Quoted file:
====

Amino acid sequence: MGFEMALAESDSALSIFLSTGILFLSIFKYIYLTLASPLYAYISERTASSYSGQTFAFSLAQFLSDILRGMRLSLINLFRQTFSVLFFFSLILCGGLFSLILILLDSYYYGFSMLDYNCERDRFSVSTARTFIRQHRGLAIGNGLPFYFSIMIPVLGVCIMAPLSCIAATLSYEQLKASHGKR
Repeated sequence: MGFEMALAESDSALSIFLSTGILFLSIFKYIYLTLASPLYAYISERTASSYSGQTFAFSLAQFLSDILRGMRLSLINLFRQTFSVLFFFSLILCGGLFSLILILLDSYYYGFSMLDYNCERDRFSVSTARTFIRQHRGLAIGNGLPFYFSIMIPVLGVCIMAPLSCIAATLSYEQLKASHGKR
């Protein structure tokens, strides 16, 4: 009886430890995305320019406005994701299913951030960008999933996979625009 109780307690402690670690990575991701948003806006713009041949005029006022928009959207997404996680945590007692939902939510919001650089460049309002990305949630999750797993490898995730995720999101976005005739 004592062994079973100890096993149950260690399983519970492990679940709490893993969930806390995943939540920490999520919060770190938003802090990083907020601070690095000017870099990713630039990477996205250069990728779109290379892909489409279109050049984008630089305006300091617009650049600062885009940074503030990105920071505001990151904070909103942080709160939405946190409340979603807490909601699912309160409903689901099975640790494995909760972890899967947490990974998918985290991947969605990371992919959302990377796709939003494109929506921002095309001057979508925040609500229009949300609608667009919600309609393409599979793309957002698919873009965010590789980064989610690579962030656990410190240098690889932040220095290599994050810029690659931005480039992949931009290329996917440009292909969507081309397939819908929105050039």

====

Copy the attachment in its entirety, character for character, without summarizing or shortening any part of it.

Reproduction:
Amino acid sequence: MGFEMALAESDSALSIFLSTGILFLSIFKYIYLTLASPLYAYISERTASSYSGQTFAFSLAQFLSDILRGMRLSLINLFRQTFSVLFFFSLILCGGLFSLILILLDSYYYGFSMLDYNCERDRFSVSTARTFIRQHRGLAIGNGLPFYFSIMIPVLGVCIMAPLSCIAATLSYEQLKASHGKR
Repeated sequence: MGFEMALAESDSALSIFLSTGILFLSIFKYIYLTLASPLYAYISERTASSYSGQTFAFSLAQFLSDILRGMRLSLINLFRQTFSVLFFFSLILCGGLFSLILILLDSYYYGFSMLDYNCERDRFSVSTARTFIRQHRGLAIGNGLPFYFSIMIPVLGVCIMAPLSCIAATLSYEQLKASHGKR
């Protein structure tokens, strides 16, 4: 009886430890995305320019406005994701299913951030960008999933996979625009 109780307690402690670690990575991701948003806006713009041949005029006022928009959207997404996680945590007692939902939510919001650089460049309002990305949630999750797993490898995730995720999101976005005739 004592062994079973100890096993149950260690399983519970492990679940709490893993969930806390995943939540920490999520919060770190938003802090990083907020601070690095000017870099990713630039990477996205250069990728779109290379892909489409279109050049984008630089305006300091617009650049600062885009940074503030990105920071505001990151904070909103942080709160939405946190409340979603807490909601699912309160409903689901099975640790494995909760972890899967947490990974998918985290991947969605990371992919959302990377796709939003494109929506921002095309001057979508925040609500229009949300609608667009919600309609393409599979793309957002698919873009965010590789980064989610690579962030656990410190240098690889932040220095290599994050810029690659931005480039992949931009290329996917440009292909969507081309397939819908929105050039």